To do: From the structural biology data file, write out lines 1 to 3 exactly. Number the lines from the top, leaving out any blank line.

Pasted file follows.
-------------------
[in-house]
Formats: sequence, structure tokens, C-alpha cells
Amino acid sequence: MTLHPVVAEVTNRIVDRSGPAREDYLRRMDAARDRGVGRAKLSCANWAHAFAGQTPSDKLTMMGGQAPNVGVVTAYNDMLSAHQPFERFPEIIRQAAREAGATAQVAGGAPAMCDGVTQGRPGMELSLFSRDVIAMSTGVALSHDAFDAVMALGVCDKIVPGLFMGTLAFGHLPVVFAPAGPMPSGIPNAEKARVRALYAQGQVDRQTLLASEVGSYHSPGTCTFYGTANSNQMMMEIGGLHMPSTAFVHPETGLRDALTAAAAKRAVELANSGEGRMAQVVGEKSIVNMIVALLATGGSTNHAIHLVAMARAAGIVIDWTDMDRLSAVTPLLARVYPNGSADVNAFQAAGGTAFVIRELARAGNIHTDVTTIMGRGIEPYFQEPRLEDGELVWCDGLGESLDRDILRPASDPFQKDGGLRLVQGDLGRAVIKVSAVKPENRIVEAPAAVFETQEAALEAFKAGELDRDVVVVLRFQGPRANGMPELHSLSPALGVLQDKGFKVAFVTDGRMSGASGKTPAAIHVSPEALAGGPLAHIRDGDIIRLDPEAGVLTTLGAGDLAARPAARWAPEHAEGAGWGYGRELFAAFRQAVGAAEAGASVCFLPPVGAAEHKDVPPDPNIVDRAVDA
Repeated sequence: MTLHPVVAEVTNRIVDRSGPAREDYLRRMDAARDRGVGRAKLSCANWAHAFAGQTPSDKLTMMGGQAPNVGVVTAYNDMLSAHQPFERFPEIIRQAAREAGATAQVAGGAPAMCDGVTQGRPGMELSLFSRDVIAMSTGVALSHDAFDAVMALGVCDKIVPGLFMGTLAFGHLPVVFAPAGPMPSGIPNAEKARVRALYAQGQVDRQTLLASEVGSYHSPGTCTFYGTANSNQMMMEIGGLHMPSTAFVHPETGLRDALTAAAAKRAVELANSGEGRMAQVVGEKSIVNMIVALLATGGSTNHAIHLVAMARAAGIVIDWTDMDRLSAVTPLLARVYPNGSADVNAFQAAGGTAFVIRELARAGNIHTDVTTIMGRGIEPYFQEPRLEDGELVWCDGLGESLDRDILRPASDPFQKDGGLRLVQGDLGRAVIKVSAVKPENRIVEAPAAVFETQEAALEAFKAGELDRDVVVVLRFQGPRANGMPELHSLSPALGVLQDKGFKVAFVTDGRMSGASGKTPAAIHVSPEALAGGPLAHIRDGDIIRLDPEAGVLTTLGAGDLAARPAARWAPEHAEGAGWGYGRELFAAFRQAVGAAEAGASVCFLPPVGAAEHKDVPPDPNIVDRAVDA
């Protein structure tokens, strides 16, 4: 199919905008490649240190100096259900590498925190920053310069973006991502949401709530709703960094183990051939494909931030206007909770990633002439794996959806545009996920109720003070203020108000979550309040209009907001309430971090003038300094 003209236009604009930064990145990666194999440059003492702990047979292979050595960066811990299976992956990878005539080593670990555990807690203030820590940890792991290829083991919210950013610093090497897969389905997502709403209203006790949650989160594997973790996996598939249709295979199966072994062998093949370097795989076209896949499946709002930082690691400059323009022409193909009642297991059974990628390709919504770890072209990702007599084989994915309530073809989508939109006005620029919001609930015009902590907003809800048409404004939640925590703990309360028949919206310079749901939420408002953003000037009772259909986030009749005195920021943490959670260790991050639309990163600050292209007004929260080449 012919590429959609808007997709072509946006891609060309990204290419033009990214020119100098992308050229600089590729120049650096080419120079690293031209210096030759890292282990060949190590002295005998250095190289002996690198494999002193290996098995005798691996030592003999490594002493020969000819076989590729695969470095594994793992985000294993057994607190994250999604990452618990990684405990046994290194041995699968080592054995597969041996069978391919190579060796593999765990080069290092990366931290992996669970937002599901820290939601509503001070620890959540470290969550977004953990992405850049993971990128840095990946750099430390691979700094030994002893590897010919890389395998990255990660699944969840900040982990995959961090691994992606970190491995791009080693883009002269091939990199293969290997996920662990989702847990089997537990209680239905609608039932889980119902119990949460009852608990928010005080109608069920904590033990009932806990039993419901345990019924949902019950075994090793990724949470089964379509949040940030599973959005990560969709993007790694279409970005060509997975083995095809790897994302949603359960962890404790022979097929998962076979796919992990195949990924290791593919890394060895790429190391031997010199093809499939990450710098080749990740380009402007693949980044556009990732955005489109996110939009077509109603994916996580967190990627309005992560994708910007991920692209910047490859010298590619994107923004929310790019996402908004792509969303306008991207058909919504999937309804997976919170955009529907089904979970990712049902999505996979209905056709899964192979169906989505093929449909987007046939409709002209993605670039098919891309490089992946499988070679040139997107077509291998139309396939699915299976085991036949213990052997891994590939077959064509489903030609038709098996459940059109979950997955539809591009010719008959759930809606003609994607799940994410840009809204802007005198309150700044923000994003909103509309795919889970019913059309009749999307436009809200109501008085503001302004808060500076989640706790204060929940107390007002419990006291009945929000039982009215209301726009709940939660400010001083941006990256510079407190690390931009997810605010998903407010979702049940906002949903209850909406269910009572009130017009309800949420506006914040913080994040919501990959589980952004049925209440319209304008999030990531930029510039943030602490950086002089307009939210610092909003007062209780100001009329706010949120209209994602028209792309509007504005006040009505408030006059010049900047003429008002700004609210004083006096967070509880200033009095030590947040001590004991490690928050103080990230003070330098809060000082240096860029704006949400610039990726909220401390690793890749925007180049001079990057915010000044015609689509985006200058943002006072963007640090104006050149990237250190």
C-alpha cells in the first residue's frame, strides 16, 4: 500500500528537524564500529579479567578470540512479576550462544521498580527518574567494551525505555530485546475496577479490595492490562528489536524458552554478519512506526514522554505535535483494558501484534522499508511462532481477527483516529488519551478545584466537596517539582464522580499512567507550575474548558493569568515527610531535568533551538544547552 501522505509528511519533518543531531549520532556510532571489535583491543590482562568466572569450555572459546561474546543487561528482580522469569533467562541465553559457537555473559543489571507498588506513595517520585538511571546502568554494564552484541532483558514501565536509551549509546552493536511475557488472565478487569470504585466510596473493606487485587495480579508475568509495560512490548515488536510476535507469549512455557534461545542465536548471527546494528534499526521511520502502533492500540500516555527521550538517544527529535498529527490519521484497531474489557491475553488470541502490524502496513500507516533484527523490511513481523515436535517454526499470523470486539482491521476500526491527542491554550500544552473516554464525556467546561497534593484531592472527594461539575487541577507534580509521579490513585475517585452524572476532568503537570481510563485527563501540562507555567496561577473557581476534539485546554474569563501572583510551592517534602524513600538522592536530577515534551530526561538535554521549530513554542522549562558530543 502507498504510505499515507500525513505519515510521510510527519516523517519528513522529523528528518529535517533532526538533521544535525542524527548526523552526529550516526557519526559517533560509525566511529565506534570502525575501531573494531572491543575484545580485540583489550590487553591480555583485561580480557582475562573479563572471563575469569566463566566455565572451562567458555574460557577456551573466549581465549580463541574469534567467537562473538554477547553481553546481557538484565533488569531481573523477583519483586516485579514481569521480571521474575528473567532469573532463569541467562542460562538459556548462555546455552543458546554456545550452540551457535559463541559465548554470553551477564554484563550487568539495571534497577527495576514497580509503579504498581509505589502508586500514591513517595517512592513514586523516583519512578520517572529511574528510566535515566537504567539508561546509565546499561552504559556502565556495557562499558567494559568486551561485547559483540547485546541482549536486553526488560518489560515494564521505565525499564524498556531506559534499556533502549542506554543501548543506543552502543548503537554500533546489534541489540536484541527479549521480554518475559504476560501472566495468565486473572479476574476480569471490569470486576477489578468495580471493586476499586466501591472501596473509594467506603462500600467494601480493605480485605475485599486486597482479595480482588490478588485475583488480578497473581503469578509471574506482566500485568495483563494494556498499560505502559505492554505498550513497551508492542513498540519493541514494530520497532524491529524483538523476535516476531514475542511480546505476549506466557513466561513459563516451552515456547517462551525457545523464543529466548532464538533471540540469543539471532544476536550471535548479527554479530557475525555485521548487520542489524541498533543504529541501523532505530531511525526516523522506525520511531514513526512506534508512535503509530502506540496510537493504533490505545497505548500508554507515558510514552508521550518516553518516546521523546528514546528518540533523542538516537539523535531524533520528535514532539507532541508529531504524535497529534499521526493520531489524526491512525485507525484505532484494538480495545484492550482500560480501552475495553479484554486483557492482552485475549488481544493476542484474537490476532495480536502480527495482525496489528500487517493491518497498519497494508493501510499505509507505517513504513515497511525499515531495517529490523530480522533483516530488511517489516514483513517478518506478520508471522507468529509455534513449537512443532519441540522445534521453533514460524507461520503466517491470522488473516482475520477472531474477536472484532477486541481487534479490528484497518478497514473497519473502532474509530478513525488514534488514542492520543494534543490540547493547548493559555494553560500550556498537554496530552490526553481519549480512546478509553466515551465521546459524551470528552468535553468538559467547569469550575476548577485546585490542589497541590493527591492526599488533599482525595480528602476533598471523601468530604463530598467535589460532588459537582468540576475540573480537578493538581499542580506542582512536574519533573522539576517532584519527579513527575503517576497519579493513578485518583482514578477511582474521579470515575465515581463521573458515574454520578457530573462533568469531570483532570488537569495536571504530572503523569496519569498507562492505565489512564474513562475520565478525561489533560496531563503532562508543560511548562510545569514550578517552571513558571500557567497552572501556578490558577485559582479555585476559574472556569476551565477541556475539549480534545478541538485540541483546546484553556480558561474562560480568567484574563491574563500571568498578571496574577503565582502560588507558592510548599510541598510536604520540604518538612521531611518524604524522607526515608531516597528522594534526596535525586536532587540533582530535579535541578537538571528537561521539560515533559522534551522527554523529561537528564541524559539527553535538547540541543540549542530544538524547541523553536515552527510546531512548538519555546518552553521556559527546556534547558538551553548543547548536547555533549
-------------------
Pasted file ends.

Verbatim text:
[in-house]
Formats: sequence, structure tokens, C-alpha cells
Amino acid sequence: MTLHPVVAEVTNRIVDRSGPAREDYLRRMDAARDRGVGRAKLSCANWAHAFAGQTPSDKLTMMGGQAPNVGVVTAYNDMLSAHQPFERFPEIIRQAAREAGATAQVAGGAPAMCDGVTQGRPGMELSLFSRDVIAMSTGVALSHDAFDAVMALGVCDKIVPGLFMGTLAFGHLPVVFAPAGPMPSGIPNAEKARVRALYAQGQVDRQTLLASEVGSYHSPGTCTFYGTANSNQMMMEIGGLHMPSTAFVHPETGLRDALTAAAAKRAVELANSGEGRMAQVVGEKSIVNMIVALLATGGSTNHAIHLVAMARAAGIVIDWTDMDRLSAVTPLLARVYPNGSADVNAFQAAGGTAFVIRELARAGNIHTDVTTIMGRGIEPYFQEPRLEDGELVWCDGLGESLDRDILRPASDPFQKDGGLRLVQGDLGRAVIKVSAVKPENRIVEAPAAVFETQEAALEAFKAGELDRDVVVVLRFQGPRANGMPELHSLSPALGVLQDKGFKVAFVTDGRMSGASGKTPAAIHVSPEALAGGPLAHIRDGDIIRLDPEAGVLTTLGAGDLAARPAARWAPEHAEGAGWGYGRELFAAFRQAVGAAEAGASVCFLPPVGAAEHKDVPPDPNIVDRAVDA